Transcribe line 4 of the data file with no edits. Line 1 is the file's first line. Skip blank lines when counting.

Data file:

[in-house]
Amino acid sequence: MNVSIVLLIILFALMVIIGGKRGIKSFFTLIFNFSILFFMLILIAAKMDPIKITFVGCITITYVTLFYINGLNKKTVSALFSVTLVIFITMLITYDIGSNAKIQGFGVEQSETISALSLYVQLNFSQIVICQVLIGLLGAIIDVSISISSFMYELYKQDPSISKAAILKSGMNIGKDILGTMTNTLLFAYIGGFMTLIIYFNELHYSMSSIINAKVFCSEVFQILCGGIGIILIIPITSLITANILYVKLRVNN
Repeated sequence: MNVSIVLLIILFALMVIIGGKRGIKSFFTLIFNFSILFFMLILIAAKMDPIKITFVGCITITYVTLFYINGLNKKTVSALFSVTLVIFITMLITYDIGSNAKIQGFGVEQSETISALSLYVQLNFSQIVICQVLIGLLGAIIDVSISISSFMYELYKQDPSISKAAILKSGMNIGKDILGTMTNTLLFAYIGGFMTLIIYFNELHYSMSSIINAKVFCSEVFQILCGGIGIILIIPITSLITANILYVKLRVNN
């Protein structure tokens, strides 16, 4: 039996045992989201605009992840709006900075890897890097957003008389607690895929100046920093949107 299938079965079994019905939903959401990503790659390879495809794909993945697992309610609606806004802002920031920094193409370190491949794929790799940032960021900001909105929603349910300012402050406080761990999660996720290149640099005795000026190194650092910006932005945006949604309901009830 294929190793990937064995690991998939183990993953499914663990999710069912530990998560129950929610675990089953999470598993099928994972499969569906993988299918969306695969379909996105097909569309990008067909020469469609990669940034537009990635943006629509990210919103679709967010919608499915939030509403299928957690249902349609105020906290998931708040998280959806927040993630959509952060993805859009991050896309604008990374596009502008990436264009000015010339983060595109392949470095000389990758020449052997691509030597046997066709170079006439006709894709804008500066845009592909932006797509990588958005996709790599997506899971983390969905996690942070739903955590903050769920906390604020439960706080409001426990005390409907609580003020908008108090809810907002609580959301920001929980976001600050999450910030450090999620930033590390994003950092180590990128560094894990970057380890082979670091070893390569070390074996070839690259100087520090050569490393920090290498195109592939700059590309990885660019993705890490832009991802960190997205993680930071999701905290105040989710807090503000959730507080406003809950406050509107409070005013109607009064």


């Protein structure tokens, strides 16, 4: 039996045992989201605009992840709006900075890897890097957003008389607690895929100046920093949107 299938079965079994019905939903959401990503790659390879495809794909993945697992309610609606806004802002920031920094193409370190491949794929790799940032960021900001909105929603349910300012402050406080761990999660996720290149640099005795000026190194650092910006932005945006949604309901009830 294929190793990937064995690991998939183990993953499914663990999710069912530990998560129950929610675990089953999470598993099928994972499969569906993988299918969306695969379909996105097909569309990008067909020469469609990669940034537009990635943006629509990210919103679709967010919608499915939030509403299928957690249902349609105020906290998931708040998280959806927040993630959509952060993805859009991050896309604008990374596009502008990436264009000015010339983060595109392949470095000389990758020449052997691509030597046997066709170079006439006709894709804008500066845009592909932006797509990588958005996709790599997506899971983390969905996690942070739903955590903050769920906390604020439960706080409001426990005390409907609580003020908008108090809810907002609580959301920001929980976001600050999450910030450090999620930033590390994003950092180590990128560094894990970057380890082979670091070893390569070390074996070839690259100087520090050569490393920090290498195109592939700059590309990885660019993705890490832009991802960190997205993680930071999701905290105040989710807090503000959730507080406003809950406050509107409070005013109607009064």